This one time, at badEMfest18…

Remember that time I went to a little town (village??) called Greyton, with some friends, and had a blast?

It happened again.

This time, not as a student, but as a doctor. Then, Greyton enriched me. This time, it may well have changed my life. Or at least, my career. (Are they really two different things?)

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I went to a conference called BAD EM Fest – Brave African Discussions in Emergency Medicine. “But you don’t even like Emergency Medicine,” my best friend said. Lies, damned lies! I don’t NOT like EM. I just find it terrifying. (For the record, there were HCPs from various specialties, not limited to EM.)

And I would have left it there, except that one of the organisers kept encouraging me to sign up (thanks, Kat), and it looked so fun. Where have you ever heard of a medical conference where attendees glamp (Google it), walk around barefoot, and go for twice-daily hikes in the mountains? Oh, and have live music shows in the evenings at dinner.

So with a little bit of encouragement from my friends, I shut my eyes tightly, told the little voice in my head that said, “BUT YOU HATE CROWDS” to shut up, and clicked “pay”.

I could tell you a lot of important stuff about the conference, but most of it has been said quite eloquently, by Penny Wilson, Andrew Tagg, Dan Roberts, Kaleb Lachenicht, and Simon Carley.

While I learned a whole lot, the reason badEMfest felt almost like a religious experience (minus the mandatory guilt and hell-fire), was a lot more personal.

After the first session, which included talks ranging from diversity to advocacy, I turned to my friend, May, and whispered, “No matter what happens now, this is already worth it.”

Here’s the thing about May, though: we have been friends on Twitter for years, but we only met in person that day. You wouldn’t have guessed it (and many people were surprised) because we knew each other’s lives so well. Gone are the days where “internet friends are not real friends”.

May is not the first Twitter-friend I have met in person, and she certainly was not the last: in those four days I met local and international healthcare professionals that I have followed (and admired) for years. It was not uncommon to ask a new face, “Who are you on Twitter?”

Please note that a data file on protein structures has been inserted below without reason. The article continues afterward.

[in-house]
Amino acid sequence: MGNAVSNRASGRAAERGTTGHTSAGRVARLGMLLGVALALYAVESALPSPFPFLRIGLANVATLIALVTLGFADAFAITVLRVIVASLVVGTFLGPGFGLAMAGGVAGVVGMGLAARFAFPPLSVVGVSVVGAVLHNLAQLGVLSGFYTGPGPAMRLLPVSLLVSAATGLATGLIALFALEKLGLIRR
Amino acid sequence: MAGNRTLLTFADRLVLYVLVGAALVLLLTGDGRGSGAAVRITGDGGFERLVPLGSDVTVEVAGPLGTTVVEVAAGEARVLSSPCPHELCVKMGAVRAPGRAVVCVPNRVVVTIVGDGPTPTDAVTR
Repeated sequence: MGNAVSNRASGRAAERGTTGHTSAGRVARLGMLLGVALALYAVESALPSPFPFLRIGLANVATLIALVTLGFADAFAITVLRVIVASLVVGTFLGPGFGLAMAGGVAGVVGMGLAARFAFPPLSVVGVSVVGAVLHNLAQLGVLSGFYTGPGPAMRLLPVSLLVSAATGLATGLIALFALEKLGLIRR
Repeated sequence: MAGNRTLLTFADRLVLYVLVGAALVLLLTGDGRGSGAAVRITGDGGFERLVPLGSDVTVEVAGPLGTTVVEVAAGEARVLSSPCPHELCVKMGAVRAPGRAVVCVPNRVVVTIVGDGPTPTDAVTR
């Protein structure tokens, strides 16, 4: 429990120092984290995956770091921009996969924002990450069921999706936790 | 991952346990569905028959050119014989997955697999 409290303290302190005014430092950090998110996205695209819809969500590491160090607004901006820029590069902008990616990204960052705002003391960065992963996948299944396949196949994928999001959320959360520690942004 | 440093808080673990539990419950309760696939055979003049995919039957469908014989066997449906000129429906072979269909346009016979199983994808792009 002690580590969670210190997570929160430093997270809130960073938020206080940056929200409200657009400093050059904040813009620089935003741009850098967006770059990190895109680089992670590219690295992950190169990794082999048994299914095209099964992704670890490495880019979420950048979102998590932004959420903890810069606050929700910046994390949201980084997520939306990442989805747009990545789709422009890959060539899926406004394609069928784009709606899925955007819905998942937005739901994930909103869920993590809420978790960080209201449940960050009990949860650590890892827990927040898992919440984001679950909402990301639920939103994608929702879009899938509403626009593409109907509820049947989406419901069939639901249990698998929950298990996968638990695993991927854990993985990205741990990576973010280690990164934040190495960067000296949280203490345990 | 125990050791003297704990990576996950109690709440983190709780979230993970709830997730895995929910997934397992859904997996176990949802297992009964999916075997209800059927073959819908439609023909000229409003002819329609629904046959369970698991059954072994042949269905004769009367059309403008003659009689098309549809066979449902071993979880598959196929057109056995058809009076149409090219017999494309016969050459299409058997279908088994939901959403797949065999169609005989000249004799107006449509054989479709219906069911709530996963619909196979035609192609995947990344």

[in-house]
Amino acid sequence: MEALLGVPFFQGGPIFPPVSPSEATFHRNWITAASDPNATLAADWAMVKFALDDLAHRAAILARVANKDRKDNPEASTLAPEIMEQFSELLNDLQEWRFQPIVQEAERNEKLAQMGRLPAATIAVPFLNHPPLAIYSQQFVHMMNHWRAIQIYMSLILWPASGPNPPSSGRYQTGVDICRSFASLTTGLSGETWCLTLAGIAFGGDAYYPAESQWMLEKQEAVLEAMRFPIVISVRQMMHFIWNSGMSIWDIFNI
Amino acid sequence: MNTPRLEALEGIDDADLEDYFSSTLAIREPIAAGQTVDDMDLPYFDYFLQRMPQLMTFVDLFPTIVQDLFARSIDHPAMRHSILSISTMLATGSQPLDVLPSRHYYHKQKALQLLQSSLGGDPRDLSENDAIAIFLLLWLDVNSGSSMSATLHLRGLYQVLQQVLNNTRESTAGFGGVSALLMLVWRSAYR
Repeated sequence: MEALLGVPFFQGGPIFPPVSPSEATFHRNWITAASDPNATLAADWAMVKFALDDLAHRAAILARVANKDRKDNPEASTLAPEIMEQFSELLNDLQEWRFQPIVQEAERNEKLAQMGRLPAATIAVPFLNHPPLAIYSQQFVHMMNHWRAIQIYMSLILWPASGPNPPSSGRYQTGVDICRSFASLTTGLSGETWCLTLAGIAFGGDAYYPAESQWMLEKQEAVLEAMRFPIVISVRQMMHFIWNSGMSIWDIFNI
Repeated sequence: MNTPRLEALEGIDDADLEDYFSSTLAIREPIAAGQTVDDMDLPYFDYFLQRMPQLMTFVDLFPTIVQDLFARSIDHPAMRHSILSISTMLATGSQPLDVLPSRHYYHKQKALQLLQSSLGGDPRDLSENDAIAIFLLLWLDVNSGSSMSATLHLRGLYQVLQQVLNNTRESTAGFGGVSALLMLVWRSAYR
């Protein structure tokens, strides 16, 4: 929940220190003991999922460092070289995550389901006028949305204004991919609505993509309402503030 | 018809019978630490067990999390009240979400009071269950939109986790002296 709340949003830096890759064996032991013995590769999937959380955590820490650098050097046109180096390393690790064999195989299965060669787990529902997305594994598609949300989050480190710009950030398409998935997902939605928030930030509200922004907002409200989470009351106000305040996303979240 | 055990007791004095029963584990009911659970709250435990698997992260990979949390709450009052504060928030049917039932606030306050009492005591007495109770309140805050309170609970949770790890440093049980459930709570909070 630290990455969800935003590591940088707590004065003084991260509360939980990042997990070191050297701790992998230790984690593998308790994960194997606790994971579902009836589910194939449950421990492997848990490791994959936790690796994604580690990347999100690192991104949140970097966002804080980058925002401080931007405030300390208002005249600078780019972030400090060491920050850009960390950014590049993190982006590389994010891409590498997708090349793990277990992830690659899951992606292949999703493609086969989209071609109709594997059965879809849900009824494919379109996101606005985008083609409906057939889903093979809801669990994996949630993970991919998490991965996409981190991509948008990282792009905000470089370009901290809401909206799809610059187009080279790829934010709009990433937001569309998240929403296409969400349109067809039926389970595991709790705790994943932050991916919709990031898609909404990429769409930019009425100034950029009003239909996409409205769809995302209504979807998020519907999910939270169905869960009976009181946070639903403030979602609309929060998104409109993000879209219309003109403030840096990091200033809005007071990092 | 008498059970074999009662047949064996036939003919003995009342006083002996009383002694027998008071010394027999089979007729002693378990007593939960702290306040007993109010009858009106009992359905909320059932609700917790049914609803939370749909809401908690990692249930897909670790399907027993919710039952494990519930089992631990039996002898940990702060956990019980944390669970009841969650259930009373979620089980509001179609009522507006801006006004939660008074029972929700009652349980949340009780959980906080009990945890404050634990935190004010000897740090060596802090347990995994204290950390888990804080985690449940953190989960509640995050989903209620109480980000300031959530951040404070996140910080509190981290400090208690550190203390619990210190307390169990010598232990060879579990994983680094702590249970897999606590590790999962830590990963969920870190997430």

So it was at the end of the first day that I had a moment of clarity: These are my people.

And you will know how huge that is, if you’ve ever felt alone in medicine. If you’ve ever thought that you were alone in being affected by the non-clinical aspects of your patients’ lives. If you have ever felt impotent to effect real change. If you have ever felt victimised. If you have ever shouted unto the void, and received only an echo in exchange.

My depression means I often feel isolated – even when that is not the case. Because I have been afraid, and because depression told me that I was not worthy, I have not reached out to role models; I have not asked for advice when I could (should) have; I have often re-invented the wheel, and done so poorly.

To be fair, I did have a few nasty supervisors in my training. But at badEMfest, I saw how kindness permeates medicine. I met super-bosses. I met absolutely innovative people. I met some of the kindest, most compassionate clinicians.

Part of me was bitter – how had I been allowed to go so long without knowing that I was not alone? But in the face of overwhelming support, bitterness is so hard to hold on to. Instead, I’ve got an overwhelming urge to make sure that junior doctors and medical students get to know that they are not alone. To make sure that kindness outnumbers the nasties. Because it is easy to think that the slave-driving registrar is representative of the rest of medicine. But maybe they’re having a horrible time too. Everybody needs some kindness.

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And I’ve got this bubble of excitement as I consider my next steps… because suddenly, anything is possible.

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Ever since I wrote about how going for therapy was my biggest gift to myself*, I’ve met with a few medical students to talk about the topic of mental health. Many of them were worried about their ability to make it through med school with their illness. Many were worried about the viability of a career in medicine with depression.

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